FRA issues FONSI for New York’s Livingston Avenue Bridge Replacement project

Dec. 22, 2022
With the FONSI issued, New York State Department of Transportation can advance final design for a new Hudson River crossing.

The Federal Railroad Administration (FRA) has issued a "Finding of No Significant Impact” (FONSI) for a project that will transformative project to replace the Livingston Avenue Railroad Bridge in Albany and Rensselaer.

The issuance of the FONSI is a key development that signals the end of the formal environmental review process and clears the way for the New York State Department of Transportation (NYSDOT) to advance final design for a new, state-of-the-art Hudson River crossing that will improve rail travel across the Empire Corridor, better serve maritime traffic and provide much-needed access across the Hudson River and the Empire State Trail for bicyclists and pedestrians. Construction is expected to begin by the end of 2023.

"The antiquated Livingston Avenue Bridge has caused hardship for rail travelers in New York and throughout the northeast for far too long," New York Gov. Kathy Hochul said. "Replacing this relic of the 19th century is a signature part of our commitment to modernizing New York's infrastructure, and I commend the Federal Railroad Administration for completing review of this project swiftly, which will not only benefit people who ride the rails, but also bicyclists and pedestrians."

Replacement of the Livingston Avenue Bridge was among the key projects cited by Gov. Hochul in the 2022 State of the State Address as part of an aggressive agenda to modernize New York State's aging infrastructure to better connect communities, promote economic growth and improve resiliency. The $32.8 billion NYSDOT capital plan proposed by Gov. Hochul and adopted by the state Legislature includes funding to replace the existing bridge with a modern structure capable of supporting higher-speed passenger rail, heavier freight trains, maritime vessels and bicycle-pedestrian access across the Hudson River.

Issuance of the FONSI by the FRA concludes the federal environmental review process, allows the State DOT to similarly complete the review initiated under New York's State Environmental Quality Review Act and move forward with final design and construction.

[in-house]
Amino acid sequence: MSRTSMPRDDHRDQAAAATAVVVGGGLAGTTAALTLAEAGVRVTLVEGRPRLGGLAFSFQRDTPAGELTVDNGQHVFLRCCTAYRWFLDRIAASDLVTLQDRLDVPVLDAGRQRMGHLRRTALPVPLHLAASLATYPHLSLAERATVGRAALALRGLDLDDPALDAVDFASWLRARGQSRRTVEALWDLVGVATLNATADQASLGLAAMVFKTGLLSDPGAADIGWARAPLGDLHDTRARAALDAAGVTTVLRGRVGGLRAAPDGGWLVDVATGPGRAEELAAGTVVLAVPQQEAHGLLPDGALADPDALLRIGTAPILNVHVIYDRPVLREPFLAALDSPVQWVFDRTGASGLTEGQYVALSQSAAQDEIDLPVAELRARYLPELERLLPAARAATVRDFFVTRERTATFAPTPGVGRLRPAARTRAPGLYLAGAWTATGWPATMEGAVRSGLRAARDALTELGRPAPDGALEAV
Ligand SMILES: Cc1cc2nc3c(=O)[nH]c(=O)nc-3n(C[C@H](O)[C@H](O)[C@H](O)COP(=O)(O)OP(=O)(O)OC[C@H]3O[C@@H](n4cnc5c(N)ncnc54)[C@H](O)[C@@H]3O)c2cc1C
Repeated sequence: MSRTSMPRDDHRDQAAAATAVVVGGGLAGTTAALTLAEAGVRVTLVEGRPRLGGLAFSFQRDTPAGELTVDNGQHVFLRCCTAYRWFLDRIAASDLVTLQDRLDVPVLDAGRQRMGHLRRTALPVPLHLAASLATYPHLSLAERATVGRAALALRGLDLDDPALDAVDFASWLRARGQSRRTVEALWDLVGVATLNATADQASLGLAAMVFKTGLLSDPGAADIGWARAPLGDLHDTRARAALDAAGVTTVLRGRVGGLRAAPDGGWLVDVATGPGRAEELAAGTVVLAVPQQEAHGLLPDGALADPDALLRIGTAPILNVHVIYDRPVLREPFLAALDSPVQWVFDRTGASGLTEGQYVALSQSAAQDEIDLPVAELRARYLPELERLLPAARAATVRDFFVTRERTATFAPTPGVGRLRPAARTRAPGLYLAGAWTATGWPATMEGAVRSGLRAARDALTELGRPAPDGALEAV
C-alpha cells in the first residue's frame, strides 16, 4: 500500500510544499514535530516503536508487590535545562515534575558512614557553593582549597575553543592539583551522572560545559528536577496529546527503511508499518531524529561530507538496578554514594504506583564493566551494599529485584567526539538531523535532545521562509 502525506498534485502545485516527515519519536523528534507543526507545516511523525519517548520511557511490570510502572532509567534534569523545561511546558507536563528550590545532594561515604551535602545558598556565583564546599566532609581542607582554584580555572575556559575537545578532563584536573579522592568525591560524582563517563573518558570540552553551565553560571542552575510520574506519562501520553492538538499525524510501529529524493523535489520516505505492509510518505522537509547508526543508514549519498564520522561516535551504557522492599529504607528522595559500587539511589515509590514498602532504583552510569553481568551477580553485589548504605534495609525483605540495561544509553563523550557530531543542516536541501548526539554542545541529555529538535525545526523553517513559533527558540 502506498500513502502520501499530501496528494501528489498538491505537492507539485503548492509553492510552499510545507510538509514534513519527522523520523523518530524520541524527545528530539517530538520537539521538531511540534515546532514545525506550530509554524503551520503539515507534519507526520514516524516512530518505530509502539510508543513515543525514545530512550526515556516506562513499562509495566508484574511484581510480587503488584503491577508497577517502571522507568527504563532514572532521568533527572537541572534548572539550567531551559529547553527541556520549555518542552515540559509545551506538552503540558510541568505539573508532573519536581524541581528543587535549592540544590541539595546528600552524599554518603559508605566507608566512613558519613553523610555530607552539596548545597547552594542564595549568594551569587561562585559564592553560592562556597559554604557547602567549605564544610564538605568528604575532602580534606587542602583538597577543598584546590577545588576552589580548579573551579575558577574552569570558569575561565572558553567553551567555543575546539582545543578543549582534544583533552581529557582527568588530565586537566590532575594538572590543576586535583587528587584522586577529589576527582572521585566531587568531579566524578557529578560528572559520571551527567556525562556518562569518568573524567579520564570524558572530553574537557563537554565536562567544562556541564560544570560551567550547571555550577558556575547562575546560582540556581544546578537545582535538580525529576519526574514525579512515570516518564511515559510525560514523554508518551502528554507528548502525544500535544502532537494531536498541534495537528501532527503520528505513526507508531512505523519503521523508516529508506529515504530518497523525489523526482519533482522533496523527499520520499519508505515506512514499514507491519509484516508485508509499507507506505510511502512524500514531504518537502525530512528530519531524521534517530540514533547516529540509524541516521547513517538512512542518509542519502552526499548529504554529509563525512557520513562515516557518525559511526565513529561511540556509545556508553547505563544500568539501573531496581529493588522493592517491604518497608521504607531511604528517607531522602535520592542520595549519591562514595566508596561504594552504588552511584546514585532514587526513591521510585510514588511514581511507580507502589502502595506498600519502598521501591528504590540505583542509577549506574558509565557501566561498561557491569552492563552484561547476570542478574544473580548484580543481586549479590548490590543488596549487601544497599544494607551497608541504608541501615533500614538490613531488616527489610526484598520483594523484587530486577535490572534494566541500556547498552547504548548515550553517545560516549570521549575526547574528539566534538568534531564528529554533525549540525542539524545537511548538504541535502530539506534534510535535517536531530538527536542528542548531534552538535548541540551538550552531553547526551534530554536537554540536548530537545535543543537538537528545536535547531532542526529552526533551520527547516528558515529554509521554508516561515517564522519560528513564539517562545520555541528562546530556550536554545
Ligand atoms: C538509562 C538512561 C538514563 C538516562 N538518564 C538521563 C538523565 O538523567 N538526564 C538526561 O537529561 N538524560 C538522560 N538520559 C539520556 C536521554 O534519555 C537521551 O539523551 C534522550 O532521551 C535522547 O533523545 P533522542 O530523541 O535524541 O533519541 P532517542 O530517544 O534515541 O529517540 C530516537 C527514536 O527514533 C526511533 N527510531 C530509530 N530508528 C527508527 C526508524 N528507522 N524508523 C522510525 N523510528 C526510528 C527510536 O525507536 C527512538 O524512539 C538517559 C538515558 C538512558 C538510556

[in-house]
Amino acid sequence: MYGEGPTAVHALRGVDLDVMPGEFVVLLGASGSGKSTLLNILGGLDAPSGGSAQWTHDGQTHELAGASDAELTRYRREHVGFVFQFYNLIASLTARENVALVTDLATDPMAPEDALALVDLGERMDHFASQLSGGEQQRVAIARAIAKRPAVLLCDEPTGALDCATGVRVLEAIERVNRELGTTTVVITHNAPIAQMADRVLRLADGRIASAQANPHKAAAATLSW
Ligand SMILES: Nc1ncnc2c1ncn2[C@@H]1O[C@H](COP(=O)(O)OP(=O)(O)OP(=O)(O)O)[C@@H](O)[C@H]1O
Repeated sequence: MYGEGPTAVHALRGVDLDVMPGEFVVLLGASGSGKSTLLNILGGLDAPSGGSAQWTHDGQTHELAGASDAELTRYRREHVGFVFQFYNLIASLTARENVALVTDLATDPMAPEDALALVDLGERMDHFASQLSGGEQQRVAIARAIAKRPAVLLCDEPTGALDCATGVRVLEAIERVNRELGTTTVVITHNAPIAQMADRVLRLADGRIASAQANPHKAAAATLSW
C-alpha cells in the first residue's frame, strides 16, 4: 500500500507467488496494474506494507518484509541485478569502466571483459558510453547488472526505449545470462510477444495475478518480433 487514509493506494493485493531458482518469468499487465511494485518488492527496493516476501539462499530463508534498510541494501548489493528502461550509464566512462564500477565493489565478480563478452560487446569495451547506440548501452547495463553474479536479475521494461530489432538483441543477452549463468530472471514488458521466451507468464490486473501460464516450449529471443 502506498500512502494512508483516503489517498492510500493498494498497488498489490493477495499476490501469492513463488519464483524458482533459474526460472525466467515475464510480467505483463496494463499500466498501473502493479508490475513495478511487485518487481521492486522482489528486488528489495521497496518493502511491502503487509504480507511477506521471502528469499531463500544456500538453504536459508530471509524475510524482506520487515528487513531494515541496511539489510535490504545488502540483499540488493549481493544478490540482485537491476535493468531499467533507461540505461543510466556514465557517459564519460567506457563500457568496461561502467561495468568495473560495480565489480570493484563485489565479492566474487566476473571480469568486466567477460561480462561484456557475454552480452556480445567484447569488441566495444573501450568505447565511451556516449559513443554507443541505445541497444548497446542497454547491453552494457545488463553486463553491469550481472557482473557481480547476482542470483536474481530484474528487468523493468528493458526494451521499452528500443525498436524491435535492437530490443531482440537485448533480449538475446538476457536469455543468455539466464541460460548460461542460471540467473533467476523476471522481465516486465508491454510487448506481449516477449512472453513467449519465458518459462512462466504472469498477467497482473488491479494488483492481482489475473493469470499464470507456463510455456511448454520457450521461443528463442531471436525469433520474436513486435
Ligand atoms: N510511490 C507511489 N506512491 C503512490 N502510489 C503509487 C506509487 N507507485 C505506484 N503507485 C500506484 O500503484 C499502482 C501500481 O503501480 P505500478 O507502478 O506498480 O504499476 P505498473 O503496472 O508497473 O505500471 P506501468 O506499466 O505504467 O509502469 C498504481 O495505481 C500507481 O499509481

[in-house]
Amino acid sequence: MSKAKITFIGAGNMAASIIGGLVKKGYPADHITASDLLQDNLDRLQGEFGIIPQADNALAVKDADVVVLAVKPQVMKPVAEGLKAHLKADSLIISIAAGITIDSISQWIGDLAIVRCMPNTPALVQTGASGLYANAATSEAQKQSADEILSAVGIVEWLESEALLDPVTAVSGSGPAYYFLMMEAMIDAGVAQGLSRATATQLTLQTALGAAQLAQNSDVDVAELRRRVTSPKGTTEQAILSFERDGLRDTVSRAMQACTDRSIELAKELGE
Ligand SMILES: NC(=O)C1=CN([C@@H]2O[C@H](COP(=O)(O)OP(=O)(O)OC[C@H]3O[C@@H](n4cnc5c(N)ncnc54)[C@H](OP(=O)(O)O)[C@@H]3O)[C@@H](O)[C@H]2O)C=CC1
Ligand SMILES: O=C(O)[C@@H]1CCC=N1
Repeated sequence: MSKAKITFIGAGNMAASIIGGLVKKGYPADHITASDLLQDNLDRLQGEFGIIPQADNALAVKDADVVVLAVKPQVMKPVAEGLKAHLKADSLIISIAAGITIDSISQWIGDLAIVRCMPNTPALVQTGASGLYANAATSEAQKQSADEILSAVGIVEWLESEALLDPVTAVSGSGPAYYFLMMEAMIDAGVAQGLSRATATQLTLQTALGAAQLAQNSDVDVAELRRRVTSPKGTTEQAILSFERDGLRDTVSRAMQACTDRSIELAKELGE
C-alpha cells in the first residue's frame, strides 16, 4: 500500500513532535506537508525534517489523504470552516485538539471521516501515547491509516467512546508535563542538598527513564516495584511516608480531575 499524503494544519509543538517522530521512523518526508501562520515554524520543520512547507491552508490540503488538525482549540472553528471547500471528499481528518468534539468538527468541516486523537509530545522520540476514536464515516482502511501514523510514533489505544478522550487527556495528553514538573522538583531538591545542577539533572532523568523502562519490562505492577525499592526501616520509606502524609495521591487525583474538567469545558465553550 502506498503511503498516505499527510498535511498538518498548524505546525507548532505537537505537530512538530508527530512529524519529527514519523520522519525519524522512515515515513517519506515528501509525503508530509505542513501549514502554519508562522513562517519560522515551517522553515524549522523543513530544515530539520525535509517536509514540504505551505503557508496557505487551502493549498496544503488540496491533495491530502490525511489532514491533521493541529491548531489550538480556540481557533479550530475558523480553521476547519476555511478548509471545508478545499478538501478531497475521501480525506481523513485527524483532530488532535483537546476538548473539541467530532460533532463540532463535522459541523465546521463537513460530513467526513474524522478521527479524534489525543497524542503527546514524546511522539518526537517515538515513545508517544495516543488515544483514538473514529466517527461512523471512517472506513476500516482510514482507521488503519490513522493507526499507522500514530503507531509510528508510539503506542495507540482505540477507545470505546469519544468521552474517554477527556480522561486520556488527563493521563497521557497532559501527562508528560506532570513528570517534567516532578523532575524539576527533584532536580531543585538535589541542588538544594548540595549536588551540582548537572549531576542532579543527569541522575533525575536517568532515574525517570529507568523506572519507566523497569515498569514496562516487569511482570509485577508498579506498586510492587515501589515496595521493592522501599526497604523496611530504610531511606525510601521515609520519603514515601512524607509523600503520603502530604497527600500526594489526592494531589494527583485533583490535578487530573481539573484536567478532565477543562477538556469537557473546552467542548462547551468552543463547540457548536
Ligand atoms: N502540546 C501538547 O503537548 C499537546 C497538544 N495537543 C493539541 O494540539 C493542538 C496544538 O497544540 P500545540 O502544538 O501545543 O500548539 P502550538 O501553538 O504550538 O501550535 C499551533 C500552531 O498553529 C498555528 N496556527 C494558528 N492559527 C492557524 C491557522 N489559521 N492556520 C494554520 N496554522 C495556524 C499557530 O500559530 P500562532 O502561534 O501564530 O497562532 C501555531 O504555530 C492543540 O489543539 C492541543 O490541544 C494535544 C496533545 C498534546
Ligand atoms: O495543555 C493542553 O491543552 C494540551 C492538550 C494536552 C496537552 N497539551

The Livingston Avenue Railroad Bridge was built over the Hudson River in the 19th century. It connects Rensselaer and Albany by rail and provides a critical path for passenger rail service from New York City to Western N.Y. Deterioration of the current structure, owned by CSX and leased to Amtrak, limits trains crossing to one at a time at speeds of 15 miles per hour. The new bridge will accommodate improved passenger service while improving access to the Albany and Rensselaer waterfronts and enhancing quality of life on both sides of the river. It will also provide a new connection to the landmark Empire State Trail, which spans 750 miles and runs from New York City through the Hudson and Champlain Valleys to Canada, and from Albany to Buffalo along the Erie Canal.

The current movable swing bridge would be replaced with a new lift-type bridge, which would bring the structure up to modern standards for height, width and speeds for passenger and freight trains and more reliably accommodate marine traffic using the Hudson River. The new bridge will be located south of the existing bridge on a parallel alignment and would carry two railroad tracks.

The approach track work will include improvements to the triangular junction of rail tracks on the Rensselaer side to facilitate train turning movements and the rehabilitation and reconfiguration of the rail bridges over Water and Centre Streets on the Albany side. The new bridge will also include a separate shared use path connecting to the Albany Skyway and Empire State Trail to the city of Rensselaer.

Completion of the new bridge, which is expected by the end of 2026, will build on the success of previous projects in and around the city of Albany, including the Albany Skyway, which transformed an underutilized exit ramp from northbound Interstate 787 into an elevated park that connected the city's downtown to the Hudson River and the landmark Empire State Trail.

"Replacement of The Livingston Avenue Bridge will be a historic achievement that will improve passenger and freight rail service across the northeast and demonstrate, yet again, that no state is doing more to rebuild its critical infrastructure in ways that benefit communities big and small than New York State under the leadership of Gov. Hochul,” said NYSDOT Commissioner Marie Therese Dominguez.